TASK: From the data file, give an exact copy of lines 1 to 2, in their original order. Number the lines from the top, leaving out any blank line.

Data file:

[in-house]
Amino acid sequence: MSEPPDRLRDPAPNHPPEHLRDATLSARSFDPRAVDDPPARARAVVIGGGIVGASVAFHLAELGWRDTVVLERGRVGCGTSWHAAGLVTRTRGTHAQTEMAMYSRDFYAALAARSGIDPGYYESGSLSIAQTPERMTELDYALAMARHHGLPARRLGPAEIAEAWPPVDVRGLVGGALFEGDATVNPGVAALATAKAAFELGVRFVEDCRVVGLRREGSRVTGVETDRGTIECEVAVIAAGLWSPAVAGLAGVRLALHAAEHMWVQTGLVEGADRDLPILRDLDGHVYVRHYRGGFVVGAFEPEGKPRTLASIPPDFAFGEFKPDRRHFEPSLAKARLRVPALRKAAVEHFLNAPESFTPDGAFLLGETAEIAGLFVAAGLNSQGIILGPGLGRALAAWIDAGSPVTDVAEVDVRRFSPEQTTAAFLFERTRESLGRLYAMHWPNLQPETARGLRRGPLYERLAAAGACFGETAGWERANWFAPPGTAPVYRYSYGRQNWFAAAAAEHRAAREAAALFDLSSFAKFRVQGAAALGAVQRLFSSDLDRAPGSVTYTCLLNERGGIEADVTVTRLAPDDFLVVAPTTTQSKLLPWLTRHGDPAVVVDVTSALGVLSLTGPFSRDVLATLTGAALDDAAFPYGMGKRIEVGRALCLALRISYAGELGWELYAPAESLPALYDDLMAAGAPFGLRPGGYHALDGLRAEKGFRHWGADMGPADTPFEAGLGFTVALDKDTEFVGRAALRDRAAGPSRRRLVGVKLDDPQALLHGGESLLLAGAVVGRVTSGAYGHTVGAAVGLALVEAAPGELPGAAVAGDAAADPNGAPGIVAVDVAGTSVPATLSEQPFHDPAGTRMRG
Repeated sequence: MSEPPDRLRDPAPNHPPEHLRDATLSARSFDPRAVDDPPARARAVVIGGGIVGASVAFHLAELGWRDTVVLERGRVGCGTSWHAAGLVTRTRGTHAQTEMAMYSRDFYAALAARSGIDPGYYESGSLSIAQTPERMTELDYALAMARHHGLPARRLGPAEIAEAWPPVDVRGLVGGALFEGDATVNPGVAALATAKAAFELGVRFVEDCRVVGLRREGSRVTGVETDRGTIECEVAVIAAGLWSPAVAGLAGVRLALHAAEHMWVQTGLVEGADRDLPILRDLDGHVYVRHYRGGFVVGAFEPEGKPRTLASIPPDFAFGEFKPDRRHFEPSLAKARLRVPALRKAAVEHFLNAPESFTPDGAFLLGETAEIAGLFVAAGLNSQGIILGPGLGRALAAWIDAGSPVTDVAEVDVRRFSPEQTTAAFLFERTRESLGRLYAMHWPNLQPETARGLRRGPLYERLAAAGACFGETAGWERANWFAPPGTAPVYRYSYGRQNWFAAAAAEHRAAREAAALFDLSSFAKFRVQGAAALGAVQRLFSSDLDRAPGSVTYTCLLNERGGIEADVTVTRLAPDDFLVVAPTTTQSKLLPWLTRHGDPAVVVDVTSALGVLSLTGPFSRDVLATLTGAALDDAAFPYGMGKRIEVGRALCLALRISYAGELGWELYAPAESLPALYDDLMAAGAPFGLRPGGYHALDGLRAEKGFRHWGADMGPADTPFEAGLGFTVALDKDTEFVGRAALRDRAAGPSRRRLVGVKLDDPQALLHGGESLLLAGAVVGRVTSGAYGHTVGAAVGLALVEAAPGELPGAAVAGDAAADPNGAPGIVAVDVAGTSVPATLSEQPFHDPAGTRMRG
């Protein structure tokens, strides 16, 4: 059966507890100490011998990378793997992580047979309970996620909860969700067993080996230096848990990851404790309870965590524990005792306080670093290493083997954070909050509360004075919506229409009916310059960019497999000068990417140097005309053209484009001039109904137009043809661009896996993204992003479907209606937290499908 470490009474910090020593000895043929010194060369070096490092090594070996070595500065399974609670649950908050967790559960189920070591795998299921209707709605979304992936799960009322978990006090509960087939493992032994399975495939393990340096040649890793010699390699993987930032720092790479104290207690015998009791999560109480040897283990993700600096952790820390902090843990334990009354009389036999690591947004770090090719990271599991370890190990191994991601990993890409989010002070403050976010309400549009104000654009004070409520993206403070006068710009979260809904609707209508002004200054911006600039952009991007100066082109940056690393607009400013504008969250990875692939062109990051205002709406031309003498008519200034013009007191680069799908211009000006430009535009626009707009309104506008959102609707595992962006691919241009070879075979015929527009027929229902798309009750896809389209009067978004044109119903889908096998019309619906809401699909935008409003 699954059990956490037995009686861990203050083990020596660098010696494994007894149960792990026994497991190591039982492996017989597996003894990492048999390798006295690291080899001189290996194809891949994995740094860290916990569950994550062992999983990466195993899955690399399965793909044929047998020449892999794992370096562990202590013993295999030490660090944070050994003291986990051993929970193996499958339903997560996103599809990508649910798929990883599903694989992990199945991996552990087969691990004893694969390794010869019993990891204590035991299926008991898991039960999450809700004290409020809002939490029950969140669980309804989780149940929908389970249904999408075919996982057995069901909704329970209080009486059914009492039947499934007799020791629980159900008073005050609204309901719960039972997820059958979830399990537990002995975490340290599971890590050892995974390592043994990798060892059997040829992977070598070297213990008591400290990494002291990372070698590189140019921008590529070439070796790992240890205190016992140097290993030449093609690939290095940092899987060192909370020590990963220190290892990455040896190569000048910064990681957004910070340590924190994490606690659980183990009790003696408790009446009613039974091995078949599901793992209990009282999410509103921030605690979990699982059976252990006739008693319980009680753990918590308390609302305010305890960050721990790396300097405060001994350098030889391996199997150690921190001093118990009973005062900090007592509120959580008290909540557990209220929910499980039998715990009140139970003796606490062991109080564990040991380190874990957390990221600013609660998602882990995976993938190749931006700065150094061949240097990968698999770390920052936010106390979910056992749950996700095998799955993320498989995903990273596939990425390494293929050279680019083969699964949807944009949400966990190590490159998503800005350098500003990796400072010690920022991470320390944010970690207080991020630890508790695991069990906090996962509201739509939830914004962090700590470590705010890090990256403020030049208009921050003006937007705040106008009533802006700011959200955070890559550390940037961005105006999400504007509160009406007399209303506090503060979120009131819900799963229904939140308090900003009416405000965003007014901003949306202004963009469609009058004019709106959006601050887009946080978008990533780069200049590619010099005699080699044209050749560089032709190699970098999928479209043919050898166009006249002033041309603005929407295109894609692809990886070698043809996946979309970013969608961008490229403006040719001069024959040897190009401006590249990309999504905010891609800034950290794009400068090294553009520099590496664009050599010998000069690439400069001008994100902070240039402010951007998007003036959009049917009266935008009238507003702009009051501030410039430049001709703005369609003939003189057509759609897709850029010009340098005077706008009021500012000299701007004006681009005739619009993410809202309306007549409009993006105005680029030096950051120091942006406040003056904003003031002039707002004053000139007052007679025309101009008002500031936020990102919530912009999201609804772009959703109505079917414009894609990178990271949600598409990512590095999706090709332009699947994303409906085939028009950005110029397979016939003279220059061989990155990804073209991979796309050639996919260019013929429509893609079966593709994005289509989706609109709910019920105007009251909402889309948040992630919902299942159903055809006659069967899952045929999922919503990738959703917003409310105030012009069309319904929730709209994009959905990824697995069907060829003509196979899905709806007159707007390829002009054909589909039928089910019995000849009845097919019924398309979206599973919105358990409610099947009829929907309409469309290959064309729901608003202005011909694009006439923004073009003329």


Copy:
[in-house]
Amino acid sequence: MSEPPDRLRDPAPNHPPEHLRDATLSARSFDPRAVDDPPARARAVVIGGGIVGASVAFHLAELGWRDTVVLERGRVGCGTSWHAAGLVTRTRGTHAQTEMAMYSRDFYAALAARSGIDPGYYESGSLSIAQTPERMTELDYALAMARHHGLPARRLGPAEIAEAWPPVDVRGLVGGALFEGDATVNPGVAALATAKAAFELGVRFVEDCRVVGLRREGSRVTGVETDRGTIECEVAVIAAGLWSPAVAGLAGVRLALHAAEHMWVQTGLVEGADRDLPILRDLDGHVYVRHYRGGFVVGAFEPEGKPRTLASIPPDFAFGEFKPDRRHFEPSLAKARLRVPALRKAAVEHFLNAPESFTPDGAFLLGETAEIAGLFVAAGLNSQGIILGPGLGRALAAWIDAGSPVTDVAEVDVRRFSPEQTTAAFLFERTRESLGRLYAMHWPNLQPETARGLRRGPLYERLAAAGACFGETAGWERANWFAPPGTAPVYRYSYGRQNWFAAAAAEHRAAREAAALFDLSSFAKFRVQGAAALGAVQRLFSSDLDRAPGSVTYTCLLNERGGIEADVTVTRLAPDDFLVVAPTTTQSKLLPWLTRHGDPAVVVDVTSALGVLSLTGPFSRDVLATLTGAALDDAAFPYGMGKRIEVGRALCLALRISYAGELGWELYAPAESLPALYDDLMAAGAPFGLRPGGYHALDGLRAEKGFRHWGADMGPADTPFEAGLGFTVALDKDTEFVGRAALRDRAAGPSRRRLVGVKLDDPQALLHGGESLLLAGAVVGRVTSGAYGHTVGAAVGLALVEAAPGELPGAAVAGDAAADPNGAPGIVAVDVAGTSVPATLSEQPFHDPAGTRMRG